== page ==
Taj Takes Over
But the 37-year-old forward proved she can still handle the load at times, delivering a masterful 21-point, nine-rebound performance against her former team in Detroit’s 84-69 victory at Washington.
The former Mystic had only three points on 1-of-5 shooting in Detroit’s impressive 22-point win over Indiana Friday night. Tired teammates needed her to be more active from the outset Saturday.
“It wasn’t that much fun for me,” she said of facing the team that dealt her to Detroit Aug. 12. “It was fun grinding it out and playing a back-to-back and playing really well after not playing so good yesterday. I felt better and I’m glad we got the win.”
McWilliams-Franklin knocked down one big shot after another, shooting 8-of-12 from the field. None were bigger than her first field goal of the fourth quarter. Tied at 58 after three quarters, the Mystics took a 59-58 lead when Alana Beard split a pair of free throws to open the fourth. McWilliams-Franklin responded immediately with a jumper, and the Shock reeled off 11 unanswered points to finally put away the pesky Mystics. The Shock (19-12) dominated the fourth quarter, 26-11.
The last time these teams met on July 18, McWilliams-Franklin was on the short end of a 37-point rout by the Shock. The Mystics’ defeat cost head coach Tree Rollins his job, and marked the start of a rebuilding phase, accelerated by the August deal sending McWilliams-Franklin to Detroit for Tasha Humphrey and Eshaya Murphy.
Humphrey averaged 10.5 points in her first three games with Washington, but never got comfortable in what was surely an emotional game for the rookie forward. She scored just five points on 2-of-11 shooting to go with a team-high five assists.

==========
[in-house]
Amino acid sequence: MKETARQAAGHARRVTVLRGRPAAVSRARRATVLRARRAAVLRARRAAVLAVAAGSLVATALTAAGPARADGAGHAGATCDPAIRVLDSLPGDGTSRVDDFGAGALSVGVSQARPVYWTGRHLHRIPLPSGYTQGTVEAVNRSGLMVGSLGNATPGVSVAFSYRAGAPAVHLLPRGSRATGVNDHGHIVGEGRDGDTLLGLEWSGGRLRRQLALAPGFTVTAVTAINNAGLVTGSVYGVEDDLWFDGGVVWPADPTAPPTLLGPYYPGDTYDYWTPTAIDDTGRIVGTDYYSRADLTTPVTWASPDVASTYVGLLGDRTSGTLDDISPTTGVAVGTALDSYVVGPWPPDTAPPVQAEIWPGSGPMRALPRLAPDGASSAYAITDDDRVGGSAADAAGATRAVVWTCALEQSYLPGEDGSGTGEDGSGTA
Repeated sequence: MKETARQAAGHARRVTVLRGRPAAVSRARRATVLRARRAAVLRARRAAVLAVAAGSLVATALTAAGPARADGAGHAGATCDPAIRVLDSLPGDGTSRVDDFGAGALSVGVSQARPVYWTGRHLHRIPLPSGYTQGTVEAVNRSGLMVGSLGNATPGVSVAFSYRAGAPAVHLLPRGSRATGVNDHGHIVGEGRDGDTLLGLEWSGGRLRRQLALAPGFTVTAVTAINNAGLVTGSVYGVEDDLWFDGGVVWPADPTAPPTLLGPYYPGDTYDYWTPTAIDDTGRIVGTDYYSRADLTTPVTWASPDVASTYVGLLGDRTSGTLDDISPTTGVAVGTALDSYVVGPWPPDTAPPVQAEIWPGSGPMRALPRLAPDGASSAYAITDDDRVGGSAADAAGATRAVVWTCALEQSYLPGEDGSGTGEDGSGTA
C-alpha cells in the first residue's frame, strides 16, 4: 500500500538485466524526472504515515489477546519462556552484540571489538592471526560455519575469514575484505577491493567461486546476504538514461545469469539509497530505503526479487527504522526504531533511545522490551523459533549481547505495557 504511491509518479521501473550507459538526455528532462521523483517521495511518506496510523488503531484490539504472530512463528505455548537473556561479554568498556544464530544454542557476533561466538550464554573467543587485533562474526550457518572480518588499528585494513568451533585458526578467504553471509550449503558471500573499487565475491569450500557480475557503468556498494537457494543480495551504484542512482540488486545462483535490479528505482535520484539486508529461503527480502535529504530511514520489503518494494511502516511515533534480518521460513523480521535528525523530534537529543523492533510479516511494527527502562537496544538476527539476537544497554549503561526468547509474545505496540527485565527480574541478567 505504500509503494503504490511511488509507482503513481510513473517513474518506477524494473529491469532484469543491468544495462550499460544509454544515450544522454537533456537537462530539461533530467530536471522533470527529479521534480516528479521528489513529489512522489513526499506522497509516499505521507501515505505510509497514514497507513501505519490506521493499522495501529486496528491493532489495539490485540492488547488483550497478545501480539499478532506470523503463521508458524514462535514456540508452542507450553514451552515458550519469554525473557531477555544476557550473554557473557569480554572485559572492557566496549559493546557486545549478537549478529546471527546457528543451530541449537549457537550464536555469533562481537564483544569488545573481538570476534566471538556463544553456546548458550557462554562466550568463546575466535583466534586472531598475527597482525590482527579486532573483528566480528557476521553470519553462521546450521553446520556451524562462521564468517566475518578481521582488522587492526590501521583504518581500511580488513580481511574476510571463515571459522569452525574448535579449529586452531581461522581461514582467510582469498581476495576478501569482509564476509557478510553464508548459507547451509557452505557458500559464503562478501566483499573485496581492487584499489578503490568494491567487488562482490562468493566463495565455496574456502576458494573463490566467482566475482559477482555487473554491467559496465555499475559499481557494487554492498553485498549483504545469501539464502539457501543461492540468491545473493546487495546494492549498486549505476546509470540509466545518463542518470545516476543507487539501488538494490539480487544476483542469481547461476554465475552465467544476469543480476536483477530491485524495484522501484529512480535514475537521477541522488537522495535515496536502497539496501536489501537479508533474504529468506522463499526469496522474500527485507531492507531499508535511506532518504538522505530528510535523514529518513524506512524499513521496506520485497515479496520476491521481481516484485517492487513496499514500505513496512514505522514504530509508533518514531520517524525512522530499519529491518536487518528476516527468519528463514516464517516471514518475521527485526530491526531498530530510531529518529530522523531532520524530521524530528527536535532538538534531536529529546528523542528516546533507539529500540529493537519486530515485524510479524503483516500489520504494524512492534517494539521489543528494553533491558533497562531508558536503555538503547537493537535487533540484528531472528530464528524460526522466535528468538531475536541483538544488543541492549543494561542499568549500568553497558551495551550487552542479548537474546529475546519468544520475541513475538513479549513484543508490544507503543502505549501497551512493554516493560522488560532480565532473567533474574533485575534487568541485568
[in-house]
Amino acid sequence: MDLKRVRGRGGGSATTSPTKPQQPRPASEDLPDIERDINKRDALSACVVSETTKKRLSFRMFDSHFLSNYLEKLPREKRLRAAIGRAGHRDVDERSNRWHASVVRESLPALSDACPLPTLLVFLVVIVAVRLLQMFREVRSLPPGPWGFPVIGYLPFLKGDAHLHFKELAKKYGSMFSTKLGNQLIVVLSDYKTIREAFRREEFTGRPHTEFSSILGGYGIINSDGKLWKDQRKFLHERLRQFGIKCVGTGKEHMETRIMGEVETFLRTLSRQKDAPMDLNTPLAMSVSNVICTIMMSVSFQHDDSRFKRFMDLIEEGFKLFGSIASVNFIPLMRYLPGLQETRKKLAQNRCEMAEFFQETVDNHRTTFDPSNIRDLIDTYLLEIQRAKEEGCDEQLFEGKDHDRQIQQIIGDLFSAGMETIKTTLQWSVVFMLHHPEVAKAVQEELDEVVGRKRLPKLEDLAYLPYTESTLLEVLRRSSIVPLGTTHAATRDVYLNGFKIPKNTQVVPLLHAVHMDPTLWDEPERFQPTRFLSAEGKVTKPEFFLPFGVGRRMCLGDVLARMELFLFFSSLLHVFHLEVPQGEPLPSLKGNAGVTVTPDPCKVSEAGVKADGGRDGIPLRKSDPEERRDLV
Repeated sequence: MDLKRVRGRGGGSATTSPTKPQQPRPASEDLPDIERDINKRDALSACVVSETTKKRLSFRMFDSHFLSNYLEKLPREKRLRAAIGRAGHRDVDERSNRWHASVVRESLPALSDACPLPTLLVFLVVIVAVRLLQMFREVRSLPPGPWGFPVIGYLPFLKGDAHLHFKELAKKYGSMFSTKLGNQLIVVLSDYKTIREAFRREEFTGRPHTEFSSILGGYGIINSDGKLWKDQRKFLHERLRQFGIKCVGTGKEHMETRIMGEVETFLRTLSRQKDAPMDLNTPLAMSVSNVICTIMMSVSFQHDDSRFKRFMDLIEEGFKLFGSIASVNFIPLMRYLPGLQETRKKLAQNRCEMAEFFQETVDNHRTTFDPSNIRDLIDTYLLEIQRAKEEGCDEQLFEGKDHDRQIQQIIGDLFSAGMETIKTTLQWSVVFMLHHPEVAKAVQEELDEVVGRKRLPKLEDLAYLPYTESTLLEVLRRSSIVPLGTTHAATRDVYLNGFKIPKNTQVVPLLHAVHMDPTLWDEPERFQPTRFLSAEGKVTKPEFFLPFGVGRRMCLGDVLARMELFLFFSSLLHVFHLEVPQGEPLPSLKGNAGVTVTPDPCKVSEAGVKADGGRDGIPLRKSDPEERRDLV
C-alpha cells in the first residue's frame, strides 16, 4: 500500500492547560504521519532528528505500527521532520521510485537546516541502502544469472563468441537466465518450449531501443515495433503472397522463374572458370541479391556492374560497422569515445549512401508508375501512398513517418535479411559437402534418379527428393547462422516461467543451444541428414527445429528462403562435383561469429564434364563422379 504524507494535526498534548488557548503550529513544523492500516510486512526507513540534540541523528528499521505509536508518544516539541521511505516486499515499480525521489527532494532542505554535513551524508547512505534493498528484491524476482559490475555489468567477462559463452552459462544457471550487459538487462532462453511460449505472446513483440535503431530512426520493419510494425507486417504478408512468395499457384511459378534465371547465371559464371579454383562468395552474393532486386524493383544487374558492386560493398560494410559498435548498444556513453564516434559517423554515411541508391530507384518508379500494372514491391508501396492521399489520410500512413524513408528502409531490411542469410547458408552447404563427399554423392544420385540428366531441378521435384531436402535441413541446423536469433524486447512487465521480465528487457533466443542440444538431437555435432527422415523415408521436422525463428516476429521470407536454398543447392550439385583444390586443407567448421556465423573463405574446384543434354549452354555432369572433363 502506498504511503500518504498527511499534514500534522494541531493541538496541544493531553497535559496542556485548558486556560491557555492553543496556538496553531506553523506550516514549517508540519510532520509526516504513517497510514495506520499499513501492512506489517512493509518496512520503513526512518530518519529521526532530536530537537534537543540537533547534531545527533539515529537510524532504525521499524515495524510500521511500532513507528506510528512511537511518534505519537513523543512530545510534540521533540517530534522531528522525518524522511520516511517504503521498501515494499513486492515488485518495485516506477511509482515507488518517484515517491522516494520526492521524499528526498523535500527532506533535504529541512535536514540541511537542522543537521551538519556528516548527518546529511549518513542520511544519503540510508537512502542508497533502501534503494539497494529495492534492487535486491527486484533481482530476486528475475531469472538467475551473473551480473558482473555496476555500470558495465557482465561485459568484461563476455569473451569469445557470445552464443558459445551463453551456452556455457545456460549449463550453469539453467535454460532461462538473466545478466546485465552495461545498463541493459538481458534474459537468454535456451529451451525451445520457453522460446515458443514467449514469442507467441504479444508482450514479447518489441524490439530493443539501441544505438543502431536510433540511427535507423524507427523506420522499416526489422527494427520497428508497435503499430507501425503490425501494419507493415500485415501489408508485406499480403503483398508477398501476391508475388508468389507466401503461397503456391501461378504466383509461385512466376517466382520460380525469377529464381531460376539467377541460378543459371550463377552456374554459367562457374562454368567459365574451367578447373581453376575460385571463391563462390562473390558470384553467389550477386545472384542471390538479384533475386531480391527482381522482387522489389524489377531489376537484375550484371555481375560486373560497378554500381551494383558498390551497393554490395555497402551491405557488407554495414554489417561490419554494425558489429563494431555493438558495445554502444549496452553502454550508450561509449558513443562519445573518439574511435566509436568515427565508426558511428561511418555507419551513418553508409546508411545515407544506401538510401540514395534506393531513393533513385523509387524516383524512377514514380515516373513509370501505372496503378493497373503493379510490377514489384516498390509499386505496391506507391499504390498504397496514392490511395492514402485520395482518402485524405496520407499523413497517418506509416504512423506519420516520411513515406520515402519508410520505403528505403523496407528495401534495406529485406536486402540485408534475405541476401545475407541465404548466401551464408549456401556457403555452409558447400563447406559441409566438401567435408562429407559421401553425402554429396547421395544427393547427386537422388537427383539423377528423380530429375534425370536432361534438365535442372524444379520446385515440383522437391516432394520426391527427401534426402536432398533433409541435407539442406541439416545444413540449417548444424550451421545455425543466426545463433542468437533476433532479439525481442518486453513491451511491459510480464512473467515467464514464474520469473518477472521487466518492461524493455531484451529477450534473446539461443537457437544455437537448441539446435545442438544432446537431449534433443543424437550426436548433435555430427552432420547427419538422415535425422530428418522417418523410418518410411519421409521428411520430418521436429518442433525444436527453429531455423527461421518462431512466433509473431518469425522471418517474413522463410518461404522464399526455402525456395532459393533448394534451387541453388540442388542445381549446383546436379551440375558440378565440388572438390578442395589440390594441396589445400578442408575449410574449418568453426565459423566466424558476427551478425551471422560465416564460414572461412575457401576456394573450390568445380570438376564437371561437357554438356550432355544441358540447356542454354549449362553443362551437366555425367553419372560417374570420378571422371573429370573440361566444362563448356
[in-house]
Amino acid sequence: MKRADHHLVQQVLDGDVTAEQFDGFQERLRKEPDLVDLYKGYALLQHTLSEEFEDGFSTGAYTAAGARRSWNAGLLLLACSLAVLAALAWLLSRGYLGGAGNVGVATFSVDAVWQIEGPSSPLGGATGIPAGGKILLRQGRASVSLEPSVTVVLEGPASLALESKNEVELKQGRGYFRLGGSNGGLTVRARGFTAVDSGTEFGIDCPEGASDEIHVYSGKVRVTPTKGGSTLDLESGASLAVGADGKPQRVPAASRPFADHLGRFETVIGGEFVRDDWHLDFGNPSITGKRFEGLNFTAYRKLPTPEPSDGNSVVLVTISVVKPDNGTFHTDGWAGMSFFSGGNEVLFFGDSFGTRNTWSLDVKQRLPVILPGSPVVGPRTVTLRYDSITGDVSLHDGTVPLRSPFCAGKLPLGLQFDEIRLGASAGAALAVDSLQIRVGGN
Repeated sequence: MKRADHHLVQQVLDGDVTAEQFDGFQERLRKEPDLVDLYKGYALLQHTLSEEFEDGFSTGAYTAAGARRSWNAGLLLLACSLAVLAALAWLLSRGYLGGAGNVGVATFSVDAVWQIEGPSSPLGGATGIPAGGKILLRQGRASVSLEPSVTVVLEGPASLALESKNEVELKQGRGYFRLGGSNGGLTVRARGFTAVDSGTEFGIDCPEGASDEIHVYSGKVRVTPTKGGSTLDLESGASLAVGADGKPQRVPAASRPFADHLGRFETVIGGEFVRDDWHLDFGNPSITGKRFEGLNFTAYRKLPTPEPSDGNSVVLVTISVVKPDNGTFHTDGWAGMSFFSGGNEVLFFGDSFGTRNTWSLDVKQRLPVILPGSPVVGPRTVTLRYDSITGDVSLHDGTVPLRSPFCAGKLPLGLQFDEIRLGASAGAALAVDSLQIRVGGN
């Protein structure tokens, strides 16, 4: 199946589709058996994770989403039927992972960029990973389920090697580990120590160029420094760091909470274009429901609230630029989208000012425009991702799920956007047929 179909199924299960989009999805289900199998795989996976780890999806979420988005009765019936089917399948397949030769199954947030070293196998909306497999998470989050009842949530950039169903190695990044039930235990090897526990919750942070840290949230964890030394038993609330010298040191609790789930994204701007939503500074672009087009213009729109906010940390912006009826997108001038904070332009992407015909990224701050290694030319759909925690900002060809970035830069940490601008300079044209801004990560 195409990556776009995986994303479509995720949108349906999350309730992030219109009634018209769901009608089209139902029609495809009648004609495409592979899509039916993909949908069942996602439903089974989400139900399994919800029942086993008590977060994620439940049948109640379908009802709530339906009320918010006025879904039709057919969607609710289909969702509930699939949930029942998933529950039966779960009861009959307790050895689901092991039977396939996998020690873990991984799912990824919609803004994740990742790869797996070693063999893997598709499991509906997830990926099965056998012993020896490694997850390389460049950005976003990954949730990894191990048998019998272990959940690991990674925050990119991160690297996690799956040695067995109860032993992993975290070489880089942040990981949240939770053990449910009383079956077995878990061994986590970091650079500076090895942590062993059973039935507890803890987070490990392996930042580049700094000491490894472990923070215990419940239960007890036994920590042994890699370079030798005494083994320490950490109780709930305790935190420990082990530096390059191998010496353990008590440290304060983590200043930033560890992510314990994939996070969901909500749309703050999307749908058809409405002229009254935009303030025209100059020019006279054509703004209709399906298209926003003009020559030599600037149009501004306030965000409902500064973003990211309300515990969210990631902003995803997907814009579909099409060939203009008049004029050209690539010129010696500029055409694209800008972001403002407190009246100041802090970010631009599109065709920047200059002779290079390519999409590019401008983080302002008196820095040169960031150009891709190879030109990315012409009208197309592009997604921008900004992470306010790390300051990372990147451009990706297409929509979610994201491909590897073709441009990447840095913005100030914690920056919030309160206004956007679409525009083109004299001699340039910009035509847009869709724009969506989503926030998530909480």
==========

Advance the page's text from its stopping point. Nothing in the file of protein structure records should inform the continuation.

Saturday’s trends were evident early as McWilliams-Franklin made her first three shots, Humphrey missed her first three and Detroit took an 8-5 lead in the first five minutes.
The Shock eked out a 23-20 lead after the first quarter, which was marred by a combined 12 turnovers and 14 personal fouls between the teams. Fifty-two personal fouls were called in the game.
The Shock had a 44-40 halftime lead behind nine points and five rebounds from McWilliams-Franklin. The Mystics were able to stay close thanks to superb bench play from Crystal Smith and Andrea Gardner. They each shot 4-for-6 from the floor to combine for 18 points. But they each scored only two points in the second half.
Besides McWilliams-Franklin, Detroit’s other key weapon was foul shooting. The Shock made more free throws (27-of-38) than the Mystics, the league’s worst free-throw shooting team, attempted (11-of-21).
Deanna Nolan had 17 points and 10 rebounds while Katie Smith had 13 points and eight assists for Detroit. Plenette Pierson also had 13 points in her second game back from suspension.
Center Kara Braxton, who scored Detroit’s first two baskets Friday and finished with 12 points, could not duplicate that success in Washington. Two early fouls put her in a funk, and she finished with six points on 2-of-11 shooting.
While the 10-win Mystics wouldn’t appear to pose much of a challenge, back-to-backs have given the Shock trouble ever since the first weekend of the season. The Shock had four back-to-backs on their 2008 schedule, and lost the back end the first three times.
The Mystics (10-20) and Shock will face each other again Thursday at The Palace in Detroit’s home regular-season finale.
Postseason Picture: The Shock inched closer to idle Connecticut, moving within 1.5 games of first place. The Sun host 20-win San Antonio Sunday. A Connecticut loss would bring the Shock within one game with two to play. The Shock own the playoff tiebreaker by virtue of winning the regular-season series, 2-1.